Sohmer Park. A Montreal amusement park created in 1889 by Ernest Lavigne, who wanted to revive the happy experience of the Viger Garden concerts of 1885. With his partner, Louis-Joseph Lajoie, Lavigne rented the historic property located between the St Lawrence shoreline and Salaberry, Notre-Dame, and Panet streets. The park adopted the name of a make of New York piano, of which Lavigne & Lajoie were the distributors. It was inaugurated 1 Jun 1889 with a concert by the Bande de la Cité. This brass band was supplanted in May 1891 by a symphony orchestra of 40 players from Belgium and several Canadian musicians. The Belgian players were mainly from Brussels and Liège; many of them were conservatory graduates with premier prix who had been recruited by Lavigne in Belgium in 1890. Some of them were to form in 1894 the nucleus of Couture's MSO.

Sohmer Park had many attractions: while sampling refreshments, adults could enjoy overtures, Viennese waltzes, and military marches and could applaud such singers as Louis Vérande or Victor Occelier in performances of ballads or operettas. Meanwhile the children could play to their hearts' content on the rides and other attractions. For a modest price Montrealers had access to all kinds of exhibitions, variety shows, and circus acts, even to contests featuring the great champions of wrestling and boxing.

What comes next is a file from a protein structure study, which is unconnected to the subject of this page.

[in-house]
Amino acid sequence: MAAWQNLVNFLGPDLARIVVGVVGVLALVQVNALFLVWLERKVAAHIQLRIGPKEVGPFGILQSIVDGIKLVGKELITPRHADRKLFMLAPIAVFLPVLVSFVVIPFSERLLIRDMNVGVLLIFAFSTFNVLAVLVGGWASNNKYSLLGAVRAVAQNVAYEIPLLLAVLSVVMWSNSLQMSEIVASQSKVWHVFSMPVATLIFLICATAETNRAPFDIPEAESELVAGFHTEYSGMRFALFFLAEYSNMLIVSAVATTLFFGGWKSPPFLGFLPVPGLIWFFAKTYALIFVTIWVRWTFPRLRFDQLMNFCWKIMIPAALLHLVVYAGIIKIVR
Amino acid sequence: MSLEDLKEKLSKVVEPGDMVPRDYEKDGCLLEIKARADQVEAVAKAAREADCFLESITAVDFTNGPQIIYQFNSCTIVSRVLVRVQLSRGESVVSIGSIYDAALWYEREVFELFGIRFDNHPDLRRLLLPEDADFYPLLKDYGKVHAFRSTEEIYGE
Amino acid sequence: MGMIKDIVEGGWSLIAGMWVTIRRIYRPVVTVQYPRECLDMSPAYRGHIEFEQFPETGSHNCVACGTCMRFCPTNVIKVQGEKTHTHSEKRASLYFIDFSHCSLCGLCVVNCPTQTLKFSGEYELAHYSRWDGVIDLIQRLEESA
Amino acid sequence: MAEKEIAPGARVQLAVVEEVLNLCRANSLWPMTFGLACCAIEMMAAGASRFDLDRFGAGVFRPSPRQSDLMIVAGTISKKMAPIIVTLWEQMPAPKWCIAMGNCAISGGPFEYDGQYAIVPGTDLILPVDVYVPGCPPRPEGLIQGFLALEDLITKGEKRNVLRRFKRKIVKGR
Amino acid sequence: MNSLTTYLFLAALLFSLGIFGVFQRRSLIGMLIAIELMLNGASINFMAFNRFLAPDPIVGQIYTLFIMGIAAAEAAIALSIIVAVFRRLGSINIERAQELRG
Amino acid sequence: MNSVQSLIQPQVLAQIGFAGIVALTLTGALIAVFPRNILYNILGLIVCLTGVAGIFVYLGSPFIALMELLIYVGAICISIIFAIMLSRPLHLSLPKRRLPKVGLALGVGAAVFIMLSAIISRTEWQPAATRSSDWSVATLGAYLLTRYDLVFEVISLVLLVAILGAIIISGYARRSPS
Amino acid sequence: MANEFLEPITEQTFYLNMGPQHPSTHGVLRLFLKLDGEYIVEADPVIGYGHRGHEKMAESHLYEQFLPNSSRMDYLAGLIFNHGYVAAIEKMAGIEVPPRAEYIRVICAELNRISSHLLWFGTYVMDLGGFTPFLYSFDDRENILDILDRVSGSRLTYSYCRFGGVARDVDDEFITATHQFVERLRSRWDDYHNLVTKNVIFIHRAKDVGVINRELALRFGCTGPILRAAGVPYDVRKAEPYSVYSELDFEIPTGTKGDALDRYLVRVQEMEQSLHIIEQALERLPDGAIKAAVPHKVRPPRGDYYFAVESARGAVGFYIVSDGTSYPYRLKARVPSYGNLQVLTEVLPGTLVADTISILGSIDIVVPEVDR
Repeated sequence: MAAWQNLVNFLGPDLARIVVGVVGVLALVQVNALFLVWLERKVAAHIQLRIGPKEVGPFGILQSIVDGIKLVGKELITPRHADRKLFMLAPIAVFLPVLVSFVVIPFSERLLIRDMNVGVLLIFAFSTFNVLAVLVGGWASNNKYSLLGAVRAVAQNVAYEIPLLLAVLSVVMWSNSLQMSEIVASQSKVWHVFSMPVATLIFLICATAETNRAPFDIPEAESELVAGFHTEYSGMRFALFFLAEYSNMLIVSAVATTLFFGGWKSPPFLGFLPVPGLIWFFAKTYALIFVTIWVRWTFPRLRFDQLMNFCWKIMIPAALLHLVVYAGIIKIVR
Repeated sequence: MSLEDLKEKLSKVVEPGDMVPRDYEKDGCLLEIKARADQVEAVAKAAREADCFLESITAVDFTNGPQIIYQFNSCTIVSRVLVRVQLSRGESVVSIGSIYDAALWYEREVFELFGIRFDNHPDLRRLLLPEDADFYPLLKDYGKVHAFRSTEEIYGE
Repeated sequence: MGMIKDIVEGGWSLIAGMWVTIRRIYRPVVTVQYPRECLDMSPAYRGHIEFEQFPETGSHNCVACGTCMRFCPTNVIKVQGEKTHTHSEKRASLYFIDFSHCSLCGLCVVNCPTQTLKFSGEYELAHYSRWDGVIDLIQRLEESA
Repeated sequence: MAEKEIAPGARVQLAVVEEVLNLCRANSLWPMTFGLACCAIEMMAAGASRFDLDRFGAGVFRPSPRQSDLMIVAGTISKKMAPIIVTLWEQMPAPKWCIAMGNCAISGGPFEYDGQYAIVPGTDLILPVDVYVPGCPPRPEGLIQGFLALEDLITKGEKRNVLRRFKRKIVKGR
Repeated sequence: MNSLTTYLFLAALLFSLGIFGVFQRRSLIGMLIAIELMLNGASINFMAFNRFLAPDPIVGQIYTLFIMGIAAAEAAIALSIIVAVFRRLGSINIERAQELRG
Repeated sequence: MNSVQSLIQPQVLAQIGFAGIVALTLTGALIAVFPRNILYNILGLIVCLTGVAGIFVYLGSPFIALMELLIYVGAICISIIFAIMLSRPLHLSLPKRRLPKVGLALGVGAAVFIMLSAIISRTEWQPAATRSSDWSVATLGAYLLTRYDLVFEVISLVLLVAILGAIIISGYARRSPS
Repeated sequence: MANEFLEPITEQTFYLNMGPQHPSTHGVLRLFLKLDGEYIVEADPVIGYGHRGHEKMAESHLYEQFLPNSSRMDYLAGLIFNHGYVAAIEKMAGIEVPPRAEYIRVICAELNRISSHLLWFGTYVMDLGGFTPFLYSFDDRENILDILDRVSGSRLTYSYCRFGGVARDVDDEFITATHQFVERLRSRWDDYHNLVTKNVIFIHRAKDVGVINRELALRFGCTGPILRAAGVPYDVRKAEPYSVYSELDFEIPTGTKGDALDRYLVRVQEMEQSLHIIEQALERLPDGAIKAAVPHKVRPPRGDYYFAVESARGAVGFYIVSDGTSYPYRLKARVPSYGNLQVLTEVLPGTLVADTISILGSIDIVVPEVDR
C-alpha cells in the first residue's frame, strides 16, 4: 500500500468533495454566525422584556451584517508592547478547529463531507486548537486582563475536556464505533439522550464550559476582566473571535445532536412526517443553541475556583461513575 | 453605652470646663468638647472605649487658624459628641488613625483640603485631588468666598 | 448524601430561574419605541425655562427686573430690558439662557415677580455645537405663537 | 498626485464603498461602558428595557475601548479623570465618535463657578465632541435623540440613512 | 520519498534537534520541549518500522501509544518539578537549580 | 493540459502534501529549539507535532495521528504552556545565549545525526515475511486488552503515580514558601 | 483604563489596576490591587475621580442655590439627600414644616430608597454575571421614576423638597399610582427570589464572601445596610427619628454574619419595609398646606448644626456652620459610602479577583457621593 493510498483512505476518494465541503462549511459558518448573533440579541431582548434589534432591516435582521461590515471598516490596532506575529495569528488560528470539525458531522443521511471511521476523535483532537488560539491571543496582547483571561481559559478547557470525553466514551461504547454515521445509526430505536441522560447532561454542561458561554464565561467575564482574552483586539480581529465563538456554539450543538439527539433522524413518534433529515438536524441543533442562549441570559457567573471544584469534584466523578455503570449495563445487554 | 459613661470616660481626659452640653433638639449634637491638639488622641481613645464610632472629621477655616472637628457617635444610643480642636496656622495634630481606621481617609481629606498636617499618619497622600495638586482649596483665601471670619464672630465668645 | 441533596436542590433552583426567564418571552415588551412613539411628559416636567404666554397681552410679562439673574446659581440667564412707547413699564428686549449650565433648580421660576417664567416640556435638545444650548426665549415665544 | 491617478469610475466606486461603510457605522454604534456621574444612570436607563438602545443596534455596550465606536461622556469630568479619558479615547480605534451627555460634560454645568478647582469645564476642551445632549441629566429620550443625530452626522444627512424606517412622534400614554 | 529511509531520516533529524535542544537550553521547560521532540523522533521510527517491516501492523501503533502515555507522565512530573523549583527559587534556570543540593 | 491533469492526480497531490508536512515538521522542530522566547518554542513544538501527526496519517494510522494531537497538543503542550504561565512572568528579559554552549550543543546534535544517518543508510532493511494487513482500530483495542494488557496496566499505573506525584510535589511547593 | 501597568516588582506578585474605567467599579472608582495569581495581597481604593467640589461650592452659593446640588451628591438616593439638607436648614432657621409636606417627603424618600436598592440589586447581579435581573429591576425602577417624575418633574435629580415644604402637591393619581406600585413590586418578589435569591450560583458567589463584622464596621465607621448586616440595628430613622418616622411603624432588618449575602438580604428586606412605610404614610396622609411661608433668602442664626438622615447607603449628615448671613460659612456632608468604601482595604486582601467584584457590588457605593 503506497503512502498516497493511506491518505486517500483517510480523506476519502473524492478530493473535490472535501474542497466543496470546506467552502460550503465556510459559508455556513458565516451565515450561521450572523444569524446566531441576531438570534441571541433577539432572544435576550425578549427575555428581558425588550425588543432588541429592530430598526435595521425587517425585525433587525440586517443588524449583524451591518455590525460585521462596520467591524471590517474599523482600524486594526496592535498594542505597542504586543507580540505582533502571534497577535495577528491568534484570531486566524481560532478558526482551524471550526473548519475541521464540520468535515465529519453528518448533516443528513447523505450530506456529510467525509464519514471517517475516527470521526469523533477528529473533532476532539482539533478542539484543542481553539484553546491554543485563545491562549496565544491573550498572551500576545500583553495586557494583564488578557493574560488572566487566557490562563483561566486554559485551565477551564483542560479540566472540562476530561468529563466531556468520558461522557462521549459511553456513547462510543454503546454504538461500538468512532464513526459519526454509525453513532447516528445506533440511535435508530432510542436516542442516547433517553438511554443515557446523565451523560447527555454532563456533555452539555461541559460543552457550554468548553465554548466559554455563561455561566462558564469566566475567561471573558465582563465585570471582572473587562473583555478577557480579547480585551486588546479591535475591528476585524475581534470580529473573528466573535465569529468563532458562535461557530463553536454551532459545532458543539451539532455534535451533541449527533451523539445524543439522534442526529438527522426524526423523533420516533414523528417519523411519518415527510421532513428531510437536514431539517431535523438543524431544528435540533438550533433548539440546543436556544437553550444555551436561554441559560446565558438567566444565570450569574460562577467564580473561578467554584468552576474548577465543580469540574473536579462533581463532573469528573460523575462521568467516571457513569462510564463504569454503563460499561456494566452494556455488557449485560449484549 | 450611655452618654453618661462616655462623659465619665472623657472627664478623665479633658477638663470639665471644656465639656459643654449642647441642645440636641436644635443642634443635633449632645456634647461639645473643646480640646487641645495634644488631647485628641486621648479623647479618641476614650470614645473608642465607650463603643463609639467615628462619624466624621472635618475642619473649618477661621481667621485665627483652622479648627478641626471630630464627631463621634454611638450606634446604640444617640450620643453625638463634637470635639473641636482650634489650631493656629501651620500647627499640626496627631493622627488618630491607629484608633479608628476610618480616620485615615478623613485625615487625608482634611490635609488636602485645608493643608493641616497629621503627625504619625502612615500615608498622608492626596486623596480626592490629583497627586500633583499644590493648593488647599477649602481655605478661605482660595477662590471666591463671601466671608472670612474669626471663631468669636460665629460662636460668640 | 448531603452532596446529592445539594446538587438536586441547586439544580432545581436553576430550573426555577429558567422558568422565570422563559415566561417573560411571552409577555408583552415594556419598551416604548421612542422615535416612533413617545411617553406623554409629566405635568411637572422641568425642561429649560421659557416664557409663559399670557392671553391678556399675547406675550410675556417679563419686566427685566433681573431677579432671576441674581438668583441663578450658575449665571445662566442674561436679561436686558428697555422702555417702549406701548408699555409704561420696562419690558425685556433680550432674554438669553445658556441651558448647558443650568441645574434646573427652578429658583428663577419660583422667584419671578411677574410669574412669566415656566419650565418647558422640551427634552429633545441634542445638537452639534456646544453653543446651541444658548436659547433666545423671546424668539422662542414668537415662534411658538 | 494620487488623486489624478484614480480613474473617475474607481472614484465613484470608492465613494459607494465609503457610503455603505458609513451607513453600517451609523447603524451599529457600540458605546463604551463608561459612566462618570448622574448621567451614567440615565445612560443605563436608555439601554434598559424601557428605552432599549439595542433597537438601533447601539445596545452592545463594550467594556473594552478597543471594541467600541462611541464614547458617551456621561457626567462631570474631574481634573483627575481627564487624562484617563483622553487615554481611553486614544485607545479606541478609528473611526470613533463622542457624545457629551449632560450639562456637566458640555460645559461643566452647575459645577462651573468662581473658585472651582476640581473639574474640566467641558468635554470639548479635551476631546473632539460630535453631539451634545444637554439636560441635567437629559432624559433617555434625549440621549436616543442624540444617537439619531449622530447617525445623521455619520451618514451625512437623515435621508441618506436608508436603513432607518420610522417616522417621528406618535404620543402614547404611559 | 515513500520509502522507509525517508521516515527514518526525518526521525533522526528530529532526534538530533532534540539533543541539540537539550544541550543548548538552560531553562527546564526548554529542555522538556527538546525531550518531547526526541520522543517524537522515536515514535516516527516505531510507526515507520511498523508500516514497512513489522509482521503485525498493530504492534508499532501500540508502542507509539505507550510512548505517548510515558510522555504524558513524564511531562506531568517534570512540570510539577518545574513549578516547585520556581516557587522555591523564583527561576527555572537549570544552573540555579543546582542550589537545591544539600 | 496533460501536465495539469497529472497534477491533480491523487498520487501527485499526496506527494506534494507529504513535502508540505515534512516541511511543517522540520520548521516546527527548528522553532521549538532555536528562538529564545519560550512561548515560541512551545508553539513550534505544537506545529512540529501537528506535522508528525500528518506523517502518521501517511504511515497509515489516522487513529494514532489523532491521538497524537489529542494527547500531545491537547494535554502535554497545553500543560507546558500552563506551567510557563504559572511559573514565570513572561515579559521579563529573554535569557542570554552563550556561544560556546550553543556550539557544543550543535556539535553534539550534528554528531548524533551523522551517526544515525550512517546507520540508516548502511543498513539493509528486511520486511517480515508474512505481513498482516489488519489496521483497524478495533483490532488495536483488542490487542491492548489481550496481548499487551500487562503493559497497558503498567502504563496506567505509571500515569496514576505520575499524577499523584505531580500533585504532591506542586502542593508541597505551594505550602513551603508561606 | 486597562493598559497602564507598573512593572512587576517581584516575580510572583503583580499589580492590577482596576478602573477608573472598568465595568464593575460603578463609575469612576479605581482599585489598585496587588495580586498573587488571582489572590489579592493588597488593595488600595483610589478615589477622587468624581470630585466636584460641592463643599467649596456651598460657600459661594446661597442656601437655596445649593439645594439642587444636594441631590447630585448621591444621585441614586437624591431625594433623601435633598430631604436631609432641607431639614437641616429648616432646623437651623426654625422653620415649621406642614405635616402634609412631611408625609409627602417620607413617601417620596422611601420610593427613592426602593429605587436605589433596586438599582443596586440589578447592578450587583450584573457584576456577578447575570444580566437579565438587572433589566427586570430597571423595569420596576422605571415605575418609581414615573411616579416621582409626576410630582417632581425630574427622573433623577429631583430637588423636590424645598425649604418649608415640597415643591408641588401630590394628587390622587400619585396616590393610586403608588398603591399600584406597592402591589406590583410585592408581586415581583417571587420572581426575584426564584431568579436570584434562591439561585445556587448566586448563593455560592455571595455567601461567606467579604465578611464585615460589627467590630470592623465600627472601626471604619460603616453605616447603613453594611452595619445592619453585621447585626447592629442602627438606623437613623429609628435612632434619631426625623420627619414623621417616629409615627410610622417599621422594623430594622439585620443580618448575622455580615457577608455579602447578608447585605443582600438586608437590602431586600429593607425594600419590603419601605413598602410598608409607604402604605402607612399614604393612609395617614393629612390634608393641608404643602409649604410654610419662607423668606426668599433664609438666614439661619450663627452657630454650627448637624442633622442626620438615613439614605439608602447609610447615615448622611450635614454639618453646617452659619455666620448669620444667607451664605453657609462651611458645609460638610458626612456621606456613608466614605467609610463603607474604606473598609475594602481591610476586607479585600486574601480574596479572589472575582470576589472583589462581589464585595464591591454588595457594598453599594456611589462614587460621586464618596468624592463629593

Soon Sohmer Park became so popular that a pavilion with a capacity of 7000 was built in 1893 to house winter events. Around this time, Lavigne tried unsuccessfully to establish a permanent troupe of European artists able to perform a different opera or operetta every evening for four months. Even so, the park presented itinerant troupes in such operettas as La Fille de Madame Angot, La Mascotte, La Périchole, or Les Cloches de Corneville and various instrumental ensembles including the Theodore Thomas Orchestra.

In 1909, on the death of Lavigne, Xavier Larose took over the direction of the orchestra. Larose was followed by J.-J. Goulet 1911-14, a Mr Van der Meerschen 1915-16, and J.-J. Gagnier 1917-19. On 24 Mar 1919 the pavilion was destroyed by fire. The land was acquired by the Charles S. Campbell estate and what had been for more than 30 years the most popular amusement park in Montreal became a simple playground.